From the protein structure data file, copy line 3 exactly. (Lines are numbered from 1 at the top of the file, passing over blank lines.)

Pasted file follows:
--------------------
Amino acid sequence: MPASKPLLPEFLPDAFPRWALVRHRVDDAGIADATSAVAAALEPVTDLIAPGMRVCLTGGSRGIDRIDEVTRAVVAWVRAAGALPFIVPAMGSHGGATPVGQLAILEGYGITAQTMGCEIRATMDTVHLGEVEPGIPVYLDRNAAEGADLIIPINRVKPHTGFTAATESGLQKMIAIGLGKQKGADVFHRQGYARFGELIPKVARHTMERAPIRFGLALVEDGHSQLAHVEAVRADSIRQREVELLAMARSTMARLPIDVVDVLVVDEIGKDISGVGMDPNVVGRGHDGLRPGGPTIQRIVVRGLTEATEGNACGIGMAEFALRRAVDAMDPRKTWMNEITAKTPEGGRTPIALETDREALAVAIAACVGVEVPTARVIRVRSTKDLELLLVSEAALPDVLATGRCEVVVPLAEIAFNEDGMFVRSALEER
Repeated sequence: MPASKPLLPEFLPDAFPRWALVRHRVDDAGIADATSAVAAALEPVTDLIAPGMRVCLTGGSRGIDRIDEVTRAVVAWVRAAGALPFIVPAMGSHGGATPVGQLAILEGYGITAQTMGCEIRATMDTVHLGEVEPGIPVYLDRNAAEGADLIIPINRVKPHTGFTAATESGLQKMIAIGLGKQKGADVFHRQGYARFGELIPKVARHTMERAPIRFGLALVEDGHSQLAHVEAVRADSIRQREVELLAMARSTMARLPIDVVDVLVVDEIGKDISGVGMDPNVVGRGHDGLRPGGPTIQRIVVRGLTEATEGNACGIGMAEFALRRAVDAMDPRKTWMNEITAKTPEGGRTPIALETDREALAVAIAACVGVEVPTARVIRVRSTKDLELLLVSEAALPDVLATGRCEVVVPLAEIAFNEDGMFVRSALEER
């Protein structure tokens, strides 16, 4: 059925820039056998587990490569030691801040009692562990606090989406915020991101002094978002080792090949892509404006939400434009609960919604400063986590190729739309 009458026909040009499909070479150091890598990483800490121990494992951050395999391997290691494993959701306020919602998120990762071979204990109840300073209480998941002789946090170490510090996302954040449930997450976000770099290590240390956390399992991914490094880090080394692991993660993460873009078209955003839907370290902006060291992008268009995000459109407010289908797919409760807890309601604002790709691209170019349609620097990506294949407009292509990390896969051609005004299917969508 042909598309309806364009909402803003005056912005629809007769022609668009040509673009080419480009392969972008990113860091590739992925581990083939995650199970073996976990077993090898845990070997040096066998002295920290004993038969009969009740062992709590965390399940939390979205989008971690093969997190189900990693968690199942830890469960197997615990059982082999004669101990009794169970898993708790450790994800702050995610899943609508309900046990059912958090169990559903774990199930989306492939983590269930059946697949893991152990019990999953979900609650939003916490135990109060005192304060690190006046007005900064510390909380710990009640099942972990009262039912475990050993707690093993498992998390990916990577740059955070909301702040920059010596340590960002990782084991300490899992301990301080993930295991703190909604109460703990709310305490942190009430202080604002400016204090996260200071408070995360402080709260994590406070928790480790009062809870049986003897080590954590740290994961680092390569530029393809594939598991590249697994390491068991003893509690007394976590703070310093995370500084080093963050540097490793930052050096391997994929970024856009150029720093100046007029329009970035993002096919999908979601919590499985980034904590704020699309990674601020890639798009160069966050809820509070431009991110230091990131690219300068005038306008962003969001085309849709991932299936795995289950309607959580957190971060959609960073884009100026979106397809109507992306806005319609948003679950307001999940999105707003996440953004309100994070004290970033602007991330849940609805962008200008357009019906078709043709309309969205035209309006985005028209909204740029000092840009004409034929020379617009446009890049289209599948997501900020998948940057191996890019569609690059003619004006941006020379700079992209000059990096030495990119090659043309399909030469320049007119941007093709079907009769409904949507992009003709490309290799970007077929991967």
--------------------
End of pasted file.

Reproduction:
């Protein structure tokens, strides 16, 4: 059925820039056998587990490569030691801040009692562990606090989406915020991101002094978002080792090949892509404006939400434009609960919604400063986590190729739309 009458026909040009499909070479150091890598990483800490121990494992951050395999391997290691494993959701306020919602998120990762071979204990109840300073209480998941002789946090170490510090996302954040449930997450976000770099290590240390956390399992991914490094880090080394692991993660993460873009078209955003839907370290902006060291992008268009995000459109407010289908797919409760807890309601604002790709691209170019349609620097990506294949407009292509990390896969051609005004299917969508 042909598309309806364009909402803003005056912005629809007769022609668009040509673009080419480009392969972008990113860091590739992925581990083939995650199970073996976990077993090898845990070997040096066998002295920290004993038969009969009740062992709590965390399940939390979205989008971690093969997190189900990693968690199942830890469960197997615990059982082999004669101990009794169970898993708790450790994800702050995610899943609508309900046990059912958090169990559903774990199930989306492939983590269930059946697949893991152990019990999953979900609650939003916490135990109060005192304060690190006046007005900064510390909380710990009640099942972990009262039912475990050993707690093993498992998390990916990577740059955070909301702040920059010596340590960002990782084991300490899992301990301080993930295991703190909604109460703990709310305490942190009430202080604002400016204090996260200071408070995360402080709260994590406070928790480790009062809870049986003897080590954590740290994961680092390569530029393809594939598991590249697994390491068991003893509690007394976590703070310093995370500084080093963050540097490793930052050096391997994929970024856009150029720093100046007029329009970035993002096919999908979601919590499985980034904590704020699309990674601020890639798009160069966050809820509070431009991110230091990131690219300068005038306008962003969001085309849709991932299936795995289950309607959580957190971060959609960073884009100026979106397809109507992306806005319609948003679950307001999940999105707003996440953004309100994070004290970033602007991330849940609805962008200008357009019906078709043709309309969205035209309006985005028209909204740029000092840009004409034929020379617009446009890049289209599948997501900020998948940057191996890019569609690059003619004006941006020379700079992209000059990096030495990119090659043309399909030469320049007119941007093709079907009769409904949507992009003709490309290799970007077929991967």